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Giving the 'gift of life'
Local educator donates kidney to save friend's life
Pinecrest Academy's Executive Director Rick Swygman, right, and Charles Barkie recently came home from Emory University Hospital's Kidney Transplant Center after Swygman donated one of his kidneys to save Barkie's life. - photo by Submitted
Most educators give the gift of knowledge, but the executive director of a local private school recently gave much more.

Pinecrest Academy's Rick Swygman and Charles Barkie, a father of four, recently came home from Emory University Hospital's Kidney Transplant Center after Swygman donated one of his kidneys to save Barkie's life.

The Swygman and Barkie families met about two years ago when the families' eldest daughters -- Sammi Swygman, 17, and Lauren Barkie, 18 -- became close friends, Swygman said.

Barkie's wife, Barbara, said the family developed a friendship, largely due to their similarities. Both have four children of similar ages. The Barkie's kids include Jenna, 15, Conner, 9, and Justin, 6. The oldest two attend Pinecrest.

The Swygman's clan includes Jack, 16, and 7-year-old twins Jessi and Samuel.

"We both have two families in a sense, so that made both of our families kind of unique," she said.

As a result of the family friendship, the two men developed their own bond.

"Charlie and I got together so often, you know, we'd go grab lunch together, things like that," Swygman said.

The journey to the transplant center began more than a year ago, when Barkie was diagnosed with a rare genetic disorder called Uromodulin Associated Kidney Disease, or UMAK.

Barkie, who owns Body Choice Nutrition in Orange County, Calif., said he was flying back and forth to the West Coast every two weeks when he started feeling tired all the time.

"I thought it was just from getting older and jet lag," said Barkie, 47.

In May 2008, he learned otherwise. A few days after a routine doctor's visit, he got a call telling him he needed to check into a hospital within 45 minutes. He was in stage 5 kidney failure, the most severe, in which a patient must go on dialysis or have a transplant to stay alive.

Shortly thereafter he was placed on peritoneal dialysis -- and the organ donation list.

One night last summer, Swygman decided he would be tested for a possible kidney match.

"Charlie was so sick and talking about how much he needed a live donor, but that the doctors were having a hard a time finding one," Swygman said.

Since Barkie's condition is genetic, his family members might also have the same condition, thus eliminating them as donors.

After discovering he and Barkie had the same blood type, Swygman joined three others from the community who volunteered to give Barkie a kidney if they proved to be viable matches.

"It meant so much to have four people volunteer to give me a kidney," Barkie said. "It was very touching, especially since we had just moved here from California a few years ago.

"This community is amazing. If I had still been in California when all this happened, I know I wouldn't have had a donor because people just don't do things like that there."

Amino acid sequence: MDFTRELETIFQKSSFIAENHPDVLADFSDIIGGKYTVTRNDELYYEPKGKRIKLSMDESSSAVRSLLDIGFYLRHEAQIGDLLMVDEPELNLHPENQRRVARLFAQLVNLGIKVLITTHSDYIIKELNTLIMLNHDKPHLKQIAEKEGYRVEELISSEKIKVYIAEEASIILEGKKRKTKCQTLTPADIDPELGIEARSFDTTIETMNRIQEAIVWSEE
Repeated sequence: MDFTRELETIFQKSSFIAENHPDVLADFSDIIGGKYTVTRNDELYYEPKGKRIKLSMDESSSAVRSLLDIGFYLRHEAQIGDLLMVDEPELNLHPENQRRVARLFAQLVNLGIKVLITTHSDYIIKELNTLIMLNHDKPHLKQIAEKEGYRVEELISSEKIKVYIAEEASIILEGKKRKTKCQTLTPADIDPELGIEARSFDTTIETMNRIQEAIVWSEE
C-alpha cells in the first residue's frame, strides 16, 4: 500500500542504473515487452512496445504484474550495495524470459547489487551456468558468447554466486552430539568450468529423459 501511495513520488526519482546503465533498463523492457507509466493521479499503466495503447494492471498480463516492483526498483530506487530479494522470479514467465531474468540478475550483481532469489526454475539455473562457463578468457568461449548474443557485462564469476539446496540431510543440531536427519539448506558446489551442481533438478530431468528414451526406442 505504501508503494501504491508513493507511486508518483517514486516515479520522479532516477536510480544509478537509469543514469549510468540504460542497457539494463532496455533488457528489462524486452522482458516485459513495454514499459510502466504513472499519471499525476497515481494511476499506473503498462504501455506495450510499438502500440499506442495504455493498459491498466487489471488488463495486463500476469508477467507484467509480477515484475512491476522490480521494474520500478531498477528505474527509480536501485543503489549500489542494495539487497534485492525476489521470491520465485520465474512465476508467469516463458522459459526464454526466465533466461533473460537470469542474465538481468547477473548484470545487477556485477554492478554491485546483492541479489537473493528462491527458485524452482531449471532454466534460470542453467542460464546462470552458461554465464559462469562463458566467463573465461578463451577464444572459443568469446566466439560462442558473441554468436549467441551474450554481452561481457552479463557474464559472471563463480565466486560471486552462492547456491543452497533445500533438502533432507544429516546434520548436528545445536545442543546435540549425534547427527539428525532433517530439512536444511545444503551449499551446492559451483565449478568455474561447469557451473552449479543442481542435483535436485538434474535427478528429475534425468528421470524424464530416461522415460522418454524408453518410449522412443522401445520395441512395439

After months of various tests, Swygman said he went from being "a possible donor to the best possible donor."

The Swygman family never wavered in wanting to help Barkie.

"My family has been totally onboard from the get go," Swygman said.

He recalled one night a few months ago when daughter Sammi called him in tears after visiting with Lauren Barkie.

"I remember her calling me and crying, saying, 'Are you really going to do this dad? We need to hurry because Lauren's afraid her dad's not going to make it,'" he said.

Barbara Barkie said she's overwhelmed with gratitude to the entire Swygman family.

"It's meant a whole new life for us," she said. "I told Rick in the hospital, you can't imagine what kind of gift you've given us. You've given the gift of life."

She also noted the support of Swygman's wife, Kathy.

"I know Kathy pushed Rick to do what needed to be done," she said. "At Emory, the donor is responsible for getting a lot of the work pushed through and I know Kathy would call Rick during the day and say, 'Have you called Emory today?'"

Charles Barkie added that in appreciation of the gift Swygman has given him, he and his family want to also "give back" more.

For starters, he's taking part in a clinical trial for a new organ anti-rejection medication. He said the medication, which the FDA may approve as early as next year, could greatly reduce the number of anti-rejection medications organ recipients must take.

While it's not known if Barkie's body will completely accept the new kidney, his prognosis seems bright.

The Emory Kidney Transplant Center is one of the nation's leading transplant centers and one of just three in the state.

According to information from Emory's Web site, hospital staff completed Georgia's first kidney transplant in 1966. Today the center conducts nearly 150 transplants each year from both deceased and living donors.

So far so good for Barkie. He said his levels of creatinine, a chemical that shows if kidneys are functioning properly, have been better than Swygman's.

"For a donation, they want the levels to be under 2," he said. "[When I last went to the doctor], mine were 1.29 and Rick's were around 1.4. I joked with him that he must have given me his good kidney."

Swygman agreed.

"I'm proud of my kidney," he said.